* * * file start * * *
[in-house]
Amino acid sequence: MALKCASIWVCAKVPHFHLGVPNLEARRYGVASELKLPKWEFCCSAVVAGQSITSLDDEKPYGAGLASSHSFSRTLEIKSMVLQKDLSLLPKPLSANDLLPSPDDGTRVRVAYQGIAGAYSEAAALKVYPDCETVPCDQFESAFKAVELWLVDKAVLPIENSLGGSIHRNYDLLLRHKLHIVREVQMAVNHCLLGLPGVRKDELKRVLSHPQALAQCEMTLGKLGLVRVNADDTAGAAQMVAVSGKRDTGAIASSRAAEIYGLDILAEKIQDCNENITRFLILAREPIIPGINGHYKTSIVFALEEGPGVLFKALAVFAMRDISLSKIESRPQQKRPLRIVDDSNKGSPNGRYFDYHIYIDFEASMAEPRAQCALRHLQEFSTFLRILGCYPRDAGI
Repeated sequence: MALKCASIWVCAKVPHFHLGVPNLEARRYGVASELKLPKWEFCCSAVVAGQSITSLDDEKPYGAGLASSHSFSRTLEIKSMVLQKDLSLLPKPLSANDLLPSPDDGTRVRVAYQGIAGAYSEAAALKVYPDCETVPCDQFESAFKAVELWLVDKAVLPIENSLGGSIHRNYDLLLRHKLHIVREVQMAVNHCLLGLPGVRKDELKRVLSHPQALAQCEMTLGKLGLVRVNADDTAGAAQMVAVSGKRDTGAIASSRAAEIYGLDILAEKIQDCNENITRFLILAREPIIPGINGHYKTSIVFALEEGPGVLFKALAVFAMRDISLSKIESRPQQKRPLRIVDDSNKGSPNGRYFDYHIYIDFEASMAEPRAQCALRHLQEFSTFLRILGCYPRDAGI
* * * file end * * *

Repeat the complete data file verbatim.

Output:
[in-house]
Amino acid sequence: MALKCASIWVCAKVPHFHLGVPNLEARRYGVASELKLPKWEFCCSAVVAGQSITSLDDEKPYGAGLASSHSFSRTLEIKSMVLQKDLSLLPKPLSANDLLPSPDDGTRVRVAYQGIAGAYSEAAALKVYPDCETVPCDQFESAFKAVELWLVDKAVLPIENSLGGSIHRNYDLLLRHKLHIVREVQMAVNHCLLGLPGVRKDELKRVLSHPQALAQCEMTLGKLGLVRVNADDTAGAAQMVAVSGKRDTGAIASSRAAEIYGLDILAEKIQDCNENITRFLILAREPIIPGINGHYKTSIVFALEEGPGVLFKALAVFAMRDISLSKIESRPQQKRPLRIVDDSNKGSPNGRYFDYHIYIDFEASMAEPRAQCALRHLQEFSTFLRILGCYPRDAGI
Repeated sequence: MALKCASIWVCAKVPHFHLGVPNLEARRYGVASELKLPKWEFCCSAVVAGQSITSLDDEKPYGAGLASSHSFSRTLEIKSMVLQKDLSLLPKPLSANDLLPSPDDGTRVRVAYQGIAGAYSEAAALKVYPDCETVPCDQFESAFKAVELWLVDKAVLPIENSLGGSIHRNYDLLLRHKLHIVREVQMAVNHCLLGLPGVRKDELKRVLSHPQALAQCEMTLGKLGLVRVNADDTAGAAQMVAVSGKRDTGAIASSRAAEIYGLDILAEKIQDCNENITRFLILAREPIIPGINGHYKTSIVFALEEGPGVLFKALAVFAMRDISLSKIESRPQQKRPLRIVDDSNKGSPNGRYFDYHIYIDFEASMAEPRAQCALRHLQEFSTFLRILGCYPRDAGI